Huperzine A (pronounced HOOP-ur-zeen) is a moss extract that has been used in traditional Chinese medicine for centuries. It has properties similar to those of cholinesterase inhibitors, one class of FDA-approved Alzheimer medications. As a result, it is promoted as a treatment for Alzheimer's disease.
What is Huperzine?
Huperzine, an anticholinesterase alkaloid, is divided into two chemical species, huperzine A and huperzine B, which have similar effects but differing activity levels (huperzine A being about 10 times as strong as huperzine B). Huperzine A was first isolated from the Chinese herb Lycopodium serratum in 1980 at the Zhejiang Academy of Medical Sciences and the Shanghai Institute of Materia Medica of the Chinese Academy of Sciences. Huperzine B was isolated five years later. The plant source, originally called Qian Ceng Ta, meaning thousand-layers pagoda (referring to the tall multi-leafed appearance of the plant), is also known in China as Jin Bu Huan, a term meaning "more valuable than gold," usually applied to plants that have potent analgesic actions.
A number of animal studies have documented that huperzine A is a long acting acetylcholinesterase inhibitor with greater potency than tacrine or donepezil, two cholinesterase inhibitors approved for the treatment of Alzheimer's disease (AD). Huperzine A also appears to decrease neuronal cell death in the brain. Well designed human trials with huperzine A have not been published in the Western medical literature. Four clinical trials have been published in China, where it has been approved for treating dementia for many years. One of these studies was an 8 week, double-blind, placebo controlled trial of 103 patients with AD. Among patients who took 200 mcg of huperzine A twice daily, 58% improved in memory, cognition, behavior and function, compared to 36% of patients who took placebo. A derivative of huperzine A, huprine X, is also currently of interest for the treatment of AD.
Recently, the Alzheimer's Disease Cooperative Study (ADCS) conducted the first large-scale U.S. clinical trial of huperzine A as a treatment for mild to moderate Alzheimer’s disease. And the results were not so encouraging so far. Participants taking huperzine A experienced no greater benefit than those taking a placebo.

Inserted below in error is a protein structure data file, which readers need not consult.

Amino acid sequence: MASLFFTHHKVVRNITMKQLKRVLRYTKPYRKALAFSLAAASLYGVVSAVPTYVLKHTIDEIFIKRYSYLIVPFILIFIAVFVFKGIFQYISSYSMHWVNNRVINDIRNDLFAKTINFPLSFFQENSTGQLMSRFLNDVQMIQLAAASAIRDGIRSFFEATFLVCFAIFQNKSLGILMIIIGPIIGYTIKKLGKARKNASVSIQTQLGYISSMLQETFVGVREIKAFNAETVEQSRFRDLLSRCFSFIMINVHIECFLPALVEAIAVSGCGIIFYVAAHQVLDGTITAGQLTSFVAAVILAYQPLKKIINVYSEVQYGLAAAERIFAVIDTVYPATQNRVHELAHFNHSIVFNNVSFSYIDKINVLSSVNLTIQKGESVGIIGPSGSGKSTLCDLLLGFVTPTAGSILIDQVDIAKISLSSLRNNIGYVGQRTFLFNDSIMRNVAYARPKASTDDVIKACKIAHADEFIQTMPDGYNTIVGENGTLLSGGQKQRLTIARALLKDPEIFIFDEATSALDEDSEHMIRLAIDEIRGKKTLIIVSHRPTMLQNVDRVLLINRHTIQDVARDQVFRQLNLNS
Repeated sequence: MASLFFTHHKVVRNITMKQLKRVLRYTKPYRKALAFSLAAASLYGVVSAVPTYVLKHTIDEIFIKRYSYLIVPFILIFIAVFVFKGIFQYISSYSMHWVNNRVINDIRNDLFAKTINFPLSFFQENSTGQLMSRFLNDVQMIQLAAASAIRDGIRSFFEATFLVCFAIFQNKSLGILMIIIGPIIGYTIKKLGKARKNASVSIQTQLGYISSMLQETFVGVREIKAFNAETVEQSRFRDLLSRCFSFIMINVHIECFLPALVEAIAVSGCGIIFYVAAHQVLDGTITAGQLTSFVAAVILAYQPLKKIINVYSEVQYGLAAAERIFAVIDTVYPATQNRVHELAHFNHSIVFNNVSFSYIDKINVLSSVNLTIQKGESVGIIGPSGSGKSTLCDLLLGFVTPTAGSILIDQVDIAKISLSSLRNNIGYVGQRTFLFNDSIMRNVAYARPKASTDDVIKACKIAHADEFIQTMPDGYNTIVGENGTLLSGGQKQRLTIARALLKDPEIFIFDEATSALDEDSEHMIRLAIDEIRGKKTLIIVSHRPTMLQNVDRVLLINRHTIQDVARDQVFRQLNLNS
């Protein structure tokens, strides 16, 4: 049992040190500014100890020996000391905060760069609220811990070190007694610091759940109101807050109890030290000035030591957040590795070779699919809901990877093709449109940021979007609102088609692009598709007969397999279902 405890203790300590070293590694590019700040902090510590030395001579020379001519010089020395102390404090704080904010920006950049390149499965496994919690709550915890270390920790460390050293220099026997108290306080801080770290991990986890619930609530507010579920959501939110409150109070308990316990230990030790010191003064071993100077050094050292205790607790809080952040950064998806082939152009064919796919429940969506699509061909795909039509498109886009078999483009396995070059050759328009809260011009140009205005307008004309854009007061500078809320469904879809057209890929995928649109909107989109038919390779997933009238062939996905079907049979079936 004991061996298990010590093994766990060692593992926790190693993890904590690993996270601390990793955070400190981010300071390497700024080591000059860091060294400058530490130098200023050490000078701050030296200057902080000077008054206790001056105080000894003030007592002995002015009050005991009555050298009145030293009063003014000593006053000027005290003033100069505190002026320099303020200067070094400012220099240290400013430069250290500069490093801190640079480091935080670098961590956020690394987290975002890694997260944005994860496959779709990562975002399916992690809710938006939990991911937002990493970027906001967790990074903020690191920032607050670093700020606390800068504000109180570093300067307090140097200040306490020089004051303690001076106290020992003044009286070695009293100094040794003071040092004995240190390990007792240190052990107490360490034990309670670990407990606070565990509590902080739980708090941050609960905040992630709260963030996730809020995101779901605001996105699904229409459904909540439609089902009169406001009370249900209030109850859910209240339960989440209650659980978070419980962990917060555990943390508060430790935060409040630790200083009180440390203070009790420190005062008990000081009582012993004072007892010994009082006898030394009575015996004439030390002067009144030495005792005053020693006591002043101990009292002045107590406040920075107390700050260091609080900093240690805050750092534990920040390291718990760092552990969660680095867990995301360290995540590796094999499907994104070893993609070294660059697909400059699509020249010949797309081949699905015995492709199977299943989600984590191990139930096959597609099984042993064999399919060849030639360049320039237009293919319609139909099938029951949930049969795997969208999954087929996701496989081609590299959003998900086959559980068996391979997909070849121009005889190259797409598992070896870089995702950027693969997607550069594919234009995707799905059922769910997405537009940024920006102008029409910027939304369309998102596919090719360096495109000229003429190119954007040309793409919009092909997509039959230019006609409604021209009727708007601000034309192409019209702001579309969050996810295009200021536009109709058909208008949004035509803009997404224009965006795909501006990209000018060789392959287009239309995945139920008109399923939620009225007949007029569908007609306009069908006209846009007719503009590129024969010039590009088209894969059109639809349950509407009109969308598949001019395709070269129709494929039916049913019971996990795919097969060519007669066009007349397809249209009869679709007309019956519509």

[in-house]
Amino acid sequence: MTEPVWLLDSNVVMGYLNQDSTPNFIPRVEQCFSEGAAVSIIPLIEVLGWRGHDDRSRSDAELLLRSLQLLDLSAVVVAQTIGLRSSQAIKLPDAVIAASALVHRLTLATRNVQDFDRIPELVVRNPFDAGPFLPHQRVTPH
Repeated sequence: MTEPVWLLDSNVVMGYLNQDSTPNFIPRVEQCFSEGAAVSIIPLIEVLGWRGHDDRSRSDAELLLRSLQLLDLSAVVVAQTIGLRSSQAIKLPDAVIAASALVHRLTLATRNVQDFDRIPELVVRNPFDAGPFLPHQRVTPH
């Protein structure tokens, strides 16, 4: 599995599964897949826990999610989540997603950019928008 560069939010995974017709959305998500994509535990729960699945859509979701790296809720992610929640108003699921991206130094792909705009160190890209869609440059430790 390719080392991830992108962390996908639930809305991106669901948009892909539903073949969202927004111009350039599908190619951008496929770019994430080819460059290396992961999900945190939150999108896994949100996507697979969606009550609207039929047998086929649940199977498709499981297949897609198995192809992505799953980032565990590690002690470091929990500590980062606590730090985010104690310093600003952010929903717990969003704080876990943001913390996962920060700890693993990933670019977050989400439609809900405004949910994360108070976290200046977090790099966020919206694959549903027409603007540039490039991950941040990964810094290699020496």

Huperzine A has been evaluated at the Mayo Clinic in Jacksonville, Florida. According to Alan Kozikowski, a chemist who is heading the research there, Huperzine A is more effective and more specific than tacrine, another anticholinesterase drug. Interneuron Pharmaceuticals in Lexington, Mass. is testing Huperzine A in human clinical trials.
Side Effects and Safety
No serious side effects have been reported with huperzine A. As a result of greater selectivity for central acetylcholinesterase, huperzine A may cause fewer cholinergic side effects (e.g., nausea, vomiting, diarrhea, anorexia) than tacrine, donepezil or rivastigmine. Bradycardia was reported in one clinical trial. Individuals with heart conditions should not use huperzine A without guidance from a physician. Possible contraindications include sick sinus syndrome and bradycardia. As an acetylcholinesterase inhibitor, huperzine A can be expected to interact with cholinergic agonists, anticholinergic drugs, and the muscle relaxant, succinylcholine.
Huperzine A should be avoided by children, pregnant women and nursing mothers. Because of possible adverse effects in those with seizure disorders, cardiac arrhythmias and asthma, those with these disorders should avoid huperzine A. Those with irritable bowel disease, inflammatory bowel disease and malabsorption syndromes should avoid huperzine A.
There are various forms of huperzine A available, including extracts of Huperzia serrata, natural (-)-huperzine A and synthetic racemic (±)-huperzine A. Natural (-)-huperzine A is approximately three times more potent than the synthetic racemic mixture. The doses of natural (-)-huperzine A used in clinical studies ranged from 60 micrograms to 200 micrograms daily. Huperzine A should only be used with a physician's recommendation and monitoring. Now, it is mostly supplied in Capsules — 50 mcg and in Tablets — 50 mcg.
Because currently available formulations of huperzine A are dietary supplements, they are unregulated and manufactured with no uniform standards. Taking these unregulated preparations could increase the risks of serious side effects, especially if used in combination with FDA-approved Alzheimer drugs. It also can be a broad range of substances of differing quality.
For now, most doctors don't recommend taking huperzine A because FDA-approved cholinesterase inhibitor medications are available that have been tested for safety and effectiveness. The Alzheimer's Association recommends that you not take huperzine A if you're already taking a prescribed cholinesterase inhibitor, such as donepezil (Aricept), rivastigmine (Exelon) or galantamine (Razadyne). Taking both could cause stronger side effects, such as nausea, vomiting, diarrhea, dizziness and muscle cramps. Consult with your doctor before starting any dietary supplement, including huperzine A.
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